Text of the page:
How concerning are things like long covid and reinfections? That’s a difficult question to answer definitely, writes the Opinion columnist Zeynep Tufekci, because of the lack of adequate research and support for sufferers, as well as confusion about what the condition even is. She has suggestions for how to approach the problem. Regarding another ongoing Covid danger, that of reinfections, a virologist sets the record straight: “There has yet to be a variant that negates the benefits of vaccines.”

How will the virus continue to change? As a group of scientists who study viruses explains, “There’s no reason, at least biologically, that the virus won’t continue to evolve.” From a different angle, the science writer David Quammen surveys some of the highly effective tools and techniques that are now available for studying Covid and other viruses, but notes that such knowledge alone won’t blunt the danger.

What could endemic Covid look like? David Wallace Wells writes that by one estimate, 100,000 Americans could die each year from the coronavirus. Stopping that will require a creative effort to increase and sustain high levels of vaccination. The immunobiologist Akiko Iwasaki writes that new vaccines, particular those delivered through the nose, may be part of the answer.

But somebody blew up the pipelines. Was it Russia? Parts of Western officialdom suggested as much at first, but after months of investigations we are still waiting for compelling evidence, or a compelling argument for why it would be in Moscow’s interest to make it much more difficult to quickly restart the flow of energy they are trying to use for blackmail. Was it the United States, acting to force Russia into a deeper isolation by weakening their immediate energy leverage over Europe? The Biden administration denies any involvement, and it would have been quite the act of recklessness for an administration that’s been very cautious about direct engagement with the Russians.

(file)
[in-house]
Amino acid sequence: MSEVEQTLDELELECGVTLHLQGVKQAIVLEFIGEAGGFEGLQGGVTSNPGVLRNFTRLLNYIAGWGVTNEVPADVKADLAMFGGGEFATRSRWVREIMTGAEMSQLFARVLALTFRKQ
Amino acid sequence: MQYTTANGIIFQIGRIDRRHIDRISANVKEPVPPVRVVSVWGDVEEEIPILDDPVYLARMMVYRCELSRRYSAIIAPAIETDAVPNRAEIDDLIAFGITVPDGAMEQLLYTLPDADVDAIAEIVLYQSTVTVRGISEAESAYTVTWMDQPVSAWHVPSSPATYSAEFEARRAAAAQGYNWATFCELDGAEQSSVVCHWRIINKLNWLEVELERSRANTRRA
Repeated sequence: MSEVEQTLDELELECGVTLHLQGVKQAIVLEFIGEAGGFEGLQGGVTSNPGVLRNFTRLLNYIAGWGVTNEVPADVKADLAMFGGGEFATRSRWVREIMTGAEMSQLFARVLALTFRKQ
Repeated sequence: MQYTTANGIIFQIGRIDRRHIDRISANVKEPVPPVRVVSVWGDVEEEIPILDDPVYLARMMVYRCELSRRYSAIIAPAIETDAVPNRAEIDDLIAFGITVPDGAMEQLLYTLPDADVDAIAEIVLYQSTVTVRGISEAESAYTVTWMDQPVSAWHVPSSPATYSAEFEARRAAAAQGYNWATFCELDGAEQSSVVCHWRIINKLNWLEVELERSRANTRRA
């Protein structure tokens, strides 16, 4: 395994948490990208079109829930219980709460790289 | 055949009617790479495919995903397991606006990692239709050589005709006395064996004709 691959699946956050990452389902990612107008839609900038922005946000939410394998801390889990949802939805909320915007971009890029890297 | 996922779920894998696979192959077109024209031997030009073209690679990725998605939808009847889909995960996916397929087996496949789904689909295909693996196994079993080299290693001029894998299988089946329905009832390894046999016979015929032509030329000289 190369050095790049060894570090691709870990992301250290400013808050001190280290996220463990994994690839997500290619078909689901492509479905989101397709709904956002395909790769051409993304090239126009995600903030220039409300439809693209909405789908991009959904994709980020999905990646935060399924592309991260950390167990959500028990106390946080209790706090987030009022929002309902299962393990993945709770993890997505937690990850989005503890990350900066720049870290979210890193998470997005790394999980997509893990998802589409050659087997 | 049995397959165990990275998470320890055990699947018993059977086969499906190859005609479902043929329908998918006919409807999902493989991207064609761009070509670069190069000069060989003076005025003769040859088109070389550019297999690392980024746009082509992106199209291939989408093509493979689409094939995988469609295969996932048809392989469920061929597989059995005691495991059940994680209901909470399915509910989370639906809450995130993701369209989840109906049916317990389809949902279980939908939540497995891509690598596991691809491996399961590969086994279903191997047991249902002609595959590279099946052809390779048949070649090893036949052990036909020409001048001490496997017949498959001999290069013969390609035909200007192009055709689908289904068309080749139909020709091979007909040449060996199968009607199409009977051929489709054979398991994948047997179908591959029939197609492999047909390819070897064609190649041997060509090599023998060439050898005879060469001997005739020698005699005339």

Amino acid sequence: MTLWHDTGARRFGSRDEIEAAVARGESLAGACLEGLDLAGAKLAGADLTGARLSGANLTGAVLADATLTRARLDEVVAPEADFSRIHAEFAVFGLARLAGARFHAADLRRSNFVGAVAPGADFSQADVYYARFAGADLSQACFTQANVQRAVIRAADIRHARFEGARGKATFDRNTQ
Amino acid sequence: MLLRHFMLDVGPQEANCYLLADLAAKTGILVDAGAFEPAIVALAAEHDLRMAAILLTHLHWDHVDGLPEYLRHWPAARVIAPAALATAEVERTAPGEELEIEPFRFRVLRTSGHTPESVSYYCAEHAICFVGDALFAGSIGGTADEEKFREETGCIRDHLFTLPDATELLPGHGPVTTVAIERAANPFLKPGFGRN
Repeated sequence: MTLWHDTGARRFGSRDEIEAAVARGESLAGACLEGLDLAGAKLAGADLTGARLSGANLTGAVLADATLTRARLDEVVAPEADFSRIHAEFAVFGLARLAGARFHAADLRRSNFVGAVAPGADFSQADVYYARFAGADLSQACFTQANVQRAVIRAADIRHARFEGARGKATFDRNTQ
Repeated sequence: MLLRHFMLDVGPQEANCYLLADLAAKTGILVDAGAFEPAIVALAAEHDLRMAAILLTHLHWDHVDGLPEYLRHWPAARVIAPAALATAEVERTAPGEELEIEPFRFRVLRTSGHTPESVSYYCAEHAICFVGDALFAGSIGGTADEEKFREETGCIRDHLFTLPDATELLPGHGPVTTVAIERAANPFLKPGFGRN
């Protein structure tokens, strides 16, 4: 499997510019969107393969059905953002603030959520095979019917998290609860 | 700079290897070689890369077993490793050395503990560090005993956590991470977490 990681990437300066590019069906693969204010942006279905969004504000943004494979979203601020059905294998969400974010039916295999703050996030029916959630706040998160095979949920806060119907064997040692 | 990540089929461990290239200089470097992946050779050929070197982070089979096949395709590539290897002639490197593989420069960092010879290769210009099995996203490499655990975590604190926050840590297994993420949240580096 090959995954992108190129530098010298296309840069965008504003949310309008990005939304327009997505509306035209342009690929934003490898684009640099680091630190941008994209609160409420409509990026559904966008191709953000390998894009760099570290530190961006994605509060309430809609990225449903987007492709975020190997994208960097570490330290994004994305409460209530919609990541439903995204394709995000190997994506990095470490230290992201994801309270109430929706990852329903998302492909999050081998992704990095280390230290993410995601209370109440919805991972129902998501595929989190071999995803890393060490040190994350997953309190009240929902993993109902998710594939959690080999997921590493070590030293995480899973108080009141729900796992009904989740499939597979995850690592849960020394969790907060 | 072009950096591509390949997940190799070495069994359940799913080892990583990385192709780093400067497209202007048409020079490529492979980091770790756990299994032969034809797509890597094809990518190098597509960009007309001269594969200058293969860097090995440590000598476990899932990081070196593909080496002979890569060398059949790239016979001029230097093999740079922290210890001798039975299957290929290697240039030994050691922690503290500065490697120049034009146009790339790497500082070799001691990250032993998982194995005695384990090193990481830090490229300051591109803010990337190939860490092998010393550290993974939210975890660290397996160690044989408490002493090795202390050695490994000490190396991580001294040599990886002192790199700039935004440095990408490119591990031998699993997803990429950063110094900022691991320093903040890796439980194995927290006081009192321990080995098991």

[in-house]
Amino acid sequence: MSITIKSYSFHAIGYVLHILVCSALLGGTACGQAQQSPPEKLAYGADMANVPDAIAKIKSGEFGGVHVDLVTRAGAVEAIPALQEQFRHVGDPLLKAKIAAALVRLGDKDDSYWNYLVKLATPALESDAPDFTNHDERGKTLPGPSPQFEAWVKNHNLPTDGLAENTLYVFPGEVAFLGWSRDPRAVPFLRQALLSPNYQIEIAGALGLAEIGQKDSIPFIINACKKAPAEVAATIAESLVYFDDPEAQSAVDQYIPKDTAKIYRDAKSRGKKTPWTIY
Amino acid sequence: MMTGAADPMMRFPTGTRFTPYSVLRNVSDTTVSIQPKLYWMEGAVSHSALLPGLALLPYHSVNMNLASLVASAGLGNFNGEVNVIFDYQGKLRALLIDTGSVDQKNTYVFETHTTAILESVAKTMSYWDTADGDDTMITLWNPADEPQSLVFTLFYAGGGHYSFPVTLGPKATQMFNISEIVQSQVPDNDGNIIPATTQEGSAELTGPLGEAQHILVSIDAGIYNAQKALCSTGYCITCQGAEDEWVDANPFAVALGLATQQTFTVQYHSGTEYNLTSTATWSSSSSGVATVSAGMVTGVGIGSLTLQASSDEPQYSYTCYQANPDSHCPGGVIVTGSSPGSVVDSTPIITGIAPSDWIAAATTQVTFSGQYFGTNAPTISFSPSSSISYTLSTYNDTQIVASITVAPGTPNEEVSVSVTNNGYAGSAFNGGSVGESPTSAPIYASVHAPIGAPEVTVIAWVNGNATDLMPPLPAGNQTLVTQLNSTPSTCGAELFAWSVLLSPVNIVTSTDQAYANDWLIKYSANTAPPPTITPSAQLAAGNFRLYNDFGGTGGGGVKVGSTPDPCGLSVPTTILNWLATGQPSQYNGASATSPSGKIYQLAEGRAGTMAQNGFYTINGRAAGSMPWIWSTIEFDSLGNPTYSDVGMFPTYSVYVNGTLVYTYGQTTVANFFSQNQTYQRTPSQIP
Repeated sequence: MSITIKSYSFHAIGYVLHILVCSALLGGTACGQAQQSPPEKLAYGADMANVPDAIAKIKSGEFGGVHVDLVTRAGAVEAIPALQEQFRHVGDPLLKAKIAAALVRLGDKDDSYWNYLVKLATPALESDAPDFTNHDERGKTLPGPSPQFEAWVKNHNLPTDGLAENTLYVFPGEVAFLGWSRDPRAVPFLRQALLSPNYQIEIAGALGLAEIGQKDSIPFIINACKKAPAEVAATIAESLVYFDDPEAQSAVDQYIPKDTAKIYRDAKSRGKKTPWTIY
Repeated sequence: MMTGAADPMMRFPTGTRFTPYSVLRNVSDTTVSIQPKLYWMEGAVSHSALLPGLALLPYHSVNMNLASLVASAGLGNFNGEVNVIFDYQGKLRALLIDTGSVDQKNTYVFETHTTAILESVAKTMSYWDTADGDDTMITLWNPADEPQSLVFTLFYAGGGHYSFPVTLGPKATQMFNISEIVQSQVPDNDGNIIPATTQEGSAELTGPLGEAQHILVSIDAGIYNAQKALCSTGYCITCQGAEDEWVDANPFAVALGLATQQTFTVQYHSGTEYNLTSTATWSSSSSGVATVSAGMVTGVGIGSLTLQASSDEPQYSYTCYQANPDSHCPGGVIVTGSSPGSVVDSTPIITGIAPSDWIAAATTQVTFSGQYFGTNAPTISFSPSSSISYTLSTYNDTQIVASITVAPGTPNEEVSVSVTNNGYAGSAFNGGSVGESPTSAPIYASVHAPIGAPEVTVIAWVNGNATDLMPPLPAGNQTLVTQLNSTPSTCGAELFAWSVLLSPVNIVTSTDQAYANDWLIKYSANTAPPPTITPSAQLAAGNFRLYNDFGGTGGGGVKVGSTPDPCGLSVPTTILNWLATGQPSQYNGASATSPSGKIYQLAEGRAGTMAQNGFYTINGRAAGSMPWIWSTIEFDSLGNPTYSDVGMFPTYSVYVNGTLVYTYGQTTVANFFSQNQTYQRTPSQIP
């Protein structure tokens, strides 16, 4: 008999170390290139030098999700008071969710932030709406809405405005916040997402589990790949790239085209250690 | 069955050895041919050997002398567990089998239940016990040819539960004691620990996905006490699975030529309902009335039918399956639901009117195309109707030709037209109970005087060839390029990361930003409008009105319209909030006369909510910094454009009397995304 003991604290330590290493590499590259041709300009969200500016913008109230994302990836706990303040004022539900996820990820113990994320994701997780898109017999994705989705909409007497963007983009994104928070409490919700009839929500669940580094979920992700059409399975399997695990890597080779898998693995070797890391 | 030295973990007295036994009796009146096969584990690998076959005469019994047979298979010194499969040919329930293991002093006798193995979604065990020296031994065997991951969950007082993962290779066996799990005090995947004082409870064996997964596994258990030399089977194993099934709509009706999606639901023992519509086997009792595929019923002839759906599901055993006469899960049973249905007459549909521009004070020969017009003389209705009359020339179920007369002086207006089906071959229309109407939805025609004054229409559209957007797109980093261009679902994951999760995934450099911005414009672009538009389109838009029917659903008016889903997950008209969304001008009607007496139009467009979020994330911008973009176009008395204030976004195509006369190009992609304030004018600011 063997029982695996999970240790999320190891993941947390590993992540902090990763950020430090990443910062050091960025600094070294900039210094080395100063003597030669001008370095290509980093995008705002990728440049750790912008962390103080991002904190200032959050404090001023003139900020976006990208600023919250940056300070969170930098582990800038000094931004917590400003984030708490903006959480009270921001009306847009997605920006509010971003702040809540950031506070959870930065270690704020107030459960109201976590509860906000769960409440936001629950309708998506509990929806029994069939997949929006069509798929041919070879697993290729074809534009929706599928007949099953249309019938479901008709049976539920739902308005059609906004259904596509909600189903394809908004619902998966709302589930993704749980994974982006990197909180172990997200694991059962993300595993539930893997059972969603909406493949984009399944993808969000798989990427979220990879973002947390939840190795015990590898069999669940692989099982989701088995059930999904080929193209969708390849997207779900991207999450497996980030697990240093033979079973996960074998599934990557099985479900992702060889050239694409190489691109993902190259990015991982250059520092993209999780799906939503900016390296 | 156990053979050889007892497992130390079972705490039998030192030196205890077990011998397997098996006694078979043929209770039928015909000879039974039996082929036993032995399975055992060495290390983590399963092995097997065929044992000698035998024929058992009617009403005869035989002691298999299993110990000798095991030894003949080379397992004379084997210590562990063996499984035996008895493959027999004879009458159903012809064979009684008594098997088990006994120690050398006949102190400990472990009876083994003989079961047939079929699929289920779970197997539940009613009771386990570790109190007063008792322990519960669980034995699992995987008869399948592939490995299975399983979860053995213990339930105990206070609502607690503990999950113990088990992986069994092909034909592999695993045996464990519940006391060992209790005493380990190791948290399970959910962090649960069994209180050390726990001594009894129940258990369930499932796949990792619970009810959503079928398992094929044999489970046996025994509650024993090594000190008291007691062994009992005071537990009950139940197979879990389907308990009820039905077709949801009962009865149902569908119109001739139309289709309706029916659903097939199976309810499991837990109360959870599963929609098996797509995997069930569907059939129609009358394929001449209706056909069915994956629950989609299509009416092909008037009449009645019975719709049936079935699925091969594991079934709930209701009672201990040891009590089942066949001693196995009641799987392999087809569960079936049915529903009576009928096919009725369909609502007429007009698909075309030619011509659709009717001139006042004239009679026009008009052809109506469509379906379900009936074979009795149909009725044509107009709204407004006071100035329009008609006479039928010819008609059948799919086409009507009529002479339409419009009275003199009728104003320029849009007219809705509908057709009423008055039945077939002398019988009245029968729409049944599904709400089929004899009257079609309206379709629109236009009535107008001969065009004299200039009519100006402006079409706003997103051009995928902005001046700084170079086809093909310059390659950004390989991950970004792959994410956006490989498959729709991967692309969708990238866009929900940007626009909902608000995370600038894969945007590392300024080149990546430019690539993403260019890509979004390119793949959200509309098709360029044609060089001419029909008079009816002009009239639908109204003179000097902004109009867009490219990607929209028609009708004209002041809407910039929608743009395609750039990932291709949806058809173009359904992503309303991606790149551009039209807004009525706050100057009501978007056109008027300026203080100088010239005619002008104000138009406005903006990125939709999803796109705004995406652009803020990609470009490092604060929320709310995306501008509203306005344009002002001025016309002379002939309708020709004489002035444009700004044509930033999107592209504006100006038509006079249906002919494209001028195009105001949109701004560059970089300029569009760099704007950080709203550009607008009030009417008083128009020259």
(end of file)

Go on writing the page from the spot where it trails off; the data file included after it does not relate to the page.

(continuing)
“In today’s increasingly transparent world,” the Carnegie Endowment’s Sergey Vakulenko wrote soon after the sabotage, the truth of whodunit “might not stay buried for long.” But many months later, we’ve got Hersh’s dubious claim of excavation and not much else.

What were Jeffrey Epstein’s secrets?

Set aside the did-he-kill-himself debate: More than three years after Epstein’s apparent suicide, it’s the larger mysteries about the predator-panderer that still hang unresolved. We don’t fully understand how he made his money; the story of his ascent, as an adviser to the clothing-retail mogul Leslie Wexner, still feels like a sketch with crucial details missing. We don’t fully understand why he received such leniency in his Bush-era go-round with law enforcement and the courts. Epstein “belonged to intelligence” — that’s how Alexander Acosta, the Florida prosecutor turned Trump administration secretary of labor, allegedly explained his own part in that leniency. But we still don’t know the truth about Epstein’s possible ties to our own government or others, how his alleged methods of blackmail and surveillance worked, and so on.